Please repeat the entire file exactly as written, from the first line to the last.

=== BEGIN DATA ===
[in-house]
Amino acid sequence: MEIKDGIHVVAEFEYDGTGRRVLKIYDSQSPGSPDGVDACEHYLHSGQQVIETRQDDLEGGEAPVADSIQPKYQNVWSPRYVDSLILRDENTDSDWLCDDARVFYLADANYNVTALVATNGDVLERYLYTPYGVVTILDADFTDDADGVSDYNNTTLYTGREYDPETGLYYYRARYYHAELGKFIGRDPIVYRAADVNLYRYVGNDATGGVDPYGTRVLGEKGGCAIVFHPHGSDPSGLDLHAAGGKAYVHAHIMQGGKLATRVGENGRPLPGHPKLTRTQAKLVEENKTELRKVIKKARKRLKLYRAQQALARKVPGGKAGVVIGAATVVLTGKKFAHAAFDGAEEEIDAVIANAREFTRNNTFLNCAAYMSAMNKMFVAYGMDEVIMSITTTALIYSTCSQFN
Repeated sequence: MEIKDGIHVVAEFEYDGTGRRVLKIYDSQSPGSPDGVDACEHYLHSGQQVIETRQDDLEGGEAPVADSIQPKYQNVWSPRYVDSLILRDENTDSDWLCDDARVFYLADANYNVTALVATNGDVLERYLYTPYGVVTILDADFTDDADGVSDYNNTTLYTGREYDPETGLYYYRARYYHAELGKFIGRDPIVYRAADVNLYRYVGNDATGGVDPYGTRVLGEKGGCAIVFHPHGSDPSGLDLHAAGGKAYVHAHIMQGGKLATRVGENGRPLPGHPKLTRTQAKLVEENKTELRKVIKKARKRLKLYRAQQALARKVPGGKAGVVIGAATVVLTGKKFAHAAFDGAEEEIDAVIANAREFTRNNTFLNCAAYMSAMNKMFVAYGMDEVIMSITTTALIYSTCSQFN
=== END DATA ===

[in-house]
Amino acid sequence: MEIKDGIHVVAEFEYDGTGRRVLKIYDSQSPGSPDGVDACEHYLHSGQQVIETRQDDLEGGEAPVADSIQPKYQNVWSPRYVDSLILRDENTDSDWLCDDARVFYLADANYNVTALVATNGDVLERYLYTPYGVVTILDADFTDDADGVSDYNNTTLYTGREYDPETGLYYYRARYYHAELGKFIGRDPIVYRAADVNLYRYVGNDATGGVDPYGTRVLGEKGGCAIVFHPHGSDPSGLDLHAAGGKAYVHAHIMQGGKLATRVGENGRPLPGHPKLTRTQAKLVEENKTELRKVIKKARKRLKLYRAQQALARKVPGGKAGVVIGAATVVLTGKKFAHAAFDGAEEEIDAVIANAREFTRNNTFLNCAAYMSAMNKMFVAYGMDEVIMSITTTALIYSTCSQFN
Repeated sequence: MEIKDGIHVVAEFEYDGTGRRVLKIYDSQSPGSPDGVDACEHYLHSGQQVIETRQDDLEGGEAPVADSIQPKYQNVWSPRYVDSLILRDENTDSDWLCDDARVFYLADANYNVTALVATNGDVLERYLYTPYGVVTILDADFTDDADGVSDYNNTTLYTGREYDPETGLYYYRARYYHAELGKFIGRDPIVYRAADVNLYRYVGNDATGGVDPYGTRVLGEKGGCAIVFHPHGSDPSGLDLHAAGGKAYVHAHIMQGGKLATRVGENGRPLPGHPKLTRTQAKLVEENKTELRKVIKKARKRLKLYRAQQALARKVPGGKAGVVIGAATVVLTGKKFAHAAFDGAEEEIDAVIANAREFTRNNTFLNCAAYMSAMNKMFVAYGMDEVIMSITTTALIYSTCSQFN